Chiefs of the wards covering the Bauxite mining in Rennell Island are supporting the APID and Bintang Mining company to continue operations despite the government’s plan to temporarily close Kangava Bay to address the oil spill issue, the government reveals.
Government met with representatives of the mining company (APID); Mining contractor, and chiefs of the wards covered under the mining licence to discuss the temporary closure of the Kangava bay to allow unabated access to undertake surface oil clean-up.
The Chiefs agree, bauxite loading must go on simultaneously with the ongoing salvage operations so that the islanders have access to economic benefits.
But caretaker Prime Minister Rick Houenipwela says the government considers a temporary stop to BMSI loading activities and declare the bay a ‘no go zone’.
“The government is of the view that the current loading activities by BMSI must stop -temporarily – and the bay to be declared a ‘no go zone’ to ensure, The salvaging operations can run unabated and the risks to salvaging personnel is minimised;The reduced movement of crafts will ensure a faster clearance of the oil spill from the bay area,” he said.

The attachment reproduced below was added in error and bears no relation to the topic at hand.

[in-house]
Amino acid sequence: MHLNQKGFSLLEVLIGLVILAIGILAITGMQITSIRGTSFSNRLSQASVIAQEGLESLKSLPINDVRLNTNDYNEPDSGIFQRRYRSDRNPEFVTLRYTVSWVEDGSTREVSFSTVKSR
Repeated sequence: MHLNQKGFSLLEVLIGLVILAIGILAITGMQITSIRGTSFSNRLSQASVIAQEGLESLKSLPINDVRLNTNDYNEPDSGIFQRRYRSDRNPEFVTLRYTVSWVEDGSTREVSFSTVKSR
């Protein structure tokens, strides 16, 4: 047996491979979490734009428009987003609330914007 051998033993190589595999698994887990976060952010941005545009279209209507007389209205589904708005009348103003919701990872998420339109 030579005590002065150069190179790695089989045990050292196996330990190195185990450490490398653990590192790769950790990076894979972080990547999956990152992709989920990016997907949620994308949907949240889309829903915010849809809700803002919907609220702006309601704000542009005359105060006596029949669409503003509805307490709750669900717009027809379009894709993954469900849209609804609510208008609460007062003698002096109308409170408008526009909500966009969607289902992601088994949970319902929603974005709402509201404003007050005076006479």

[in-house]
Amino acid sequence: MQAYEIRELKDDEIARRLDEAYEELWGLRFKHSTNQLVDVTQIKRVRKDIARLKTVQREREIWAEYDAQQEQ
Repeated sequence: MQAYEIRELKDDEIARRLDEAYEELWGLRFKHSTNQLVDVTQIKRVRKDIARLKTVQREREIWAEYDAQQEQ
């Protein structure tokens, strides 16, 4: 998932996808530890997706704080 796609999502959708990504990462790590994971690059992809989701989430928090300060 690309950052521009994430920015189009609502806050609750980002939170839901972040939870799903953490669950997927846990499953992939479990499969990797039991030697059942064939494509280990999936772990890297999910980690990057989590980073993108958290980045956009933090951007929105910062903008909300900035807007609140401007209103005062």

“A rapid assessment is undertaken on the impact of the oil spill on the marine environment as well as the impact of the bauxite ore on the coral reefs as well as diseases. Assessment by our ecologist who visited the site is that the storage site of bauxite to be loaded onto the barges is an ecological environmental disaster requiring rectification with bauxite also falling freely into the surrounding ocean.”
Mr Houenipwela said there was a two view-points have been communicated by local residents on the oil spillage issue.
“One view point is concerned about the short and long-term health impacts on the communities resulting from on-going exposure to the heavy oil fumes,” he said.
“The other view point is more concerned about their economic livelihood of the company were to temporarily stop operating above their health and wellbeing.”
By: Lowen Sei.